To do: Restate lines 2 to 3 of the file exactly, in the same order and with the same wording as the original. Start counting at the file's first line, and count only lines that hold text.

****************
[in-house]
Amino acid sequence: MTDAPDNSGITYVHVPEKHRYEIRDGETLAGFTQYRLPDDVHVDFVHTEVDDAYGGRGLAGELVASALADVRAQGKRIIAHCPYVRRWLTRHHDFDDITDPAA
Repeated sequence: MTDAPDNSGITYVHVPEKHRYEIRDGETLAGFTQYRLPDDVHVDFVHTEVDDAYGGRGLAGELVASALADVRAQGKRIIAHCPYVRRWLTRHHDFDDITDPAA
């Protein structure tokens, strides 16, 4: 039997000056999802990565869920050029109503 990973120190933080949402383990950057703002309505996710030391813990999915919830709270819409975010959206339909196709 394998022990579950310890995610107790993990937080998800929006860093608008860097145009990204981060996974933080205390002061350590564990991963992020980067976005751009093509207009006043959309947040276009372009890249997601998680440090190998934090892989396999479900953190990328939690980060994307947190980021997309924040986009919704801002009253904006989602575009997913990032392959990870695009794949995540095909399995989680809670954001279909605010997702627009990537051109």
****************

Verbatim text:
Amino acid sequence: MTDAPDNSGITYVHVPEKHRYEIRDGETLAGFTQYRLPDDVHVDFVHTEVDDAYGGRGLAGELVASALADVRAQGKRIIAHCPYVRRWLTRHHDFDDITDPAA
Repeated sequence: MTDAPDNSGITYVHVPEKHRYEIRDGETLAGFTQYRLPDDVHVDFVHTEVDDAYGGRGLAGELVASALADVRAQGKRIIAHCPYVRRWLTRHHDFDDITDPAA